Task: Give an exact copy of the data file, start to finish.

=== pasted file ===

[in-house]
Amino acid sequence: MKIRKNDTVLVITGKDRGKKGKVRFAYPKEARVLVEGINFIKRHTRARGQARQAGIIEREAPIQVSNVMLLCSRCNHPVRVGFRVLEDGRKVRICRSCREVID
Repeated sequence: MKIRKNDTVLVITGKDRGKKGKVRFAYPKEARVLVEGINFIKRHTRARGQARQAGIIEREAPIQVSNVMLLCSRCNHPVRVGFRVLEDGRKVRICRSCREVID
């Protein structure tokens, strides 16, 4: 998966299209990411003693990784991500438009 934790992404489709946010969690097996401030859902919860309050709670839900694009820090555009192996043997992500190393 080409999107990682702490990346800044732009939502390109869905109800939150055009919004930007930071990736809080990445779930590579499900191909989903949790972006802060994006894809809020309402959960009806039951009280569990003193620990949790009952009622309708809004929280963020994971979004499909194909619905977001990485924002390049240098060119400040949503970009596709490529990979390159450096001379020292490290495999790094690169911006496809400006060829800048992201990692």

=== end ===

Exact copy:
[in-house]
Amino acid sequence: MKIRKNDTVLVITGKDRGKKGKVRFAYPKEARVLVEGINFIKRHTRARGQARQAGIIEREAPIQVSNVMLLCSRCNHPVRVGFRVLEDGRKVRICRSCREVID
Repeated sequence: MKIRKNDTVLVITGKDRGKKGKVRFAYPKEARVLVEGINFIKRHTRARGQARQAGIIEREAPIQVSNVMLLCSRCNHPVRVGFRVLEDGRKVRICRSCREVID
């Protein structure tokens, strides 16, 4: 998966299209990411003693990784991500438009 934790992404489709946010969690097996401030859902919860309050709670839900694009820090555009192996043997992500190393 080409999107990682702490990346800044732009939502390109869905109800939150055009919004930007930071990736809080990445779930590579499900191909989903949790972006802060994006894809809020309402959960009806039951009280569990003193620990949790009952009622309708809004929280963020994971979004499909194909619905977001990485924002390049240098060119400040949503970009596709490529990979390159450096001379020292490290495999790094690169911006496809400006060829800048992201990692």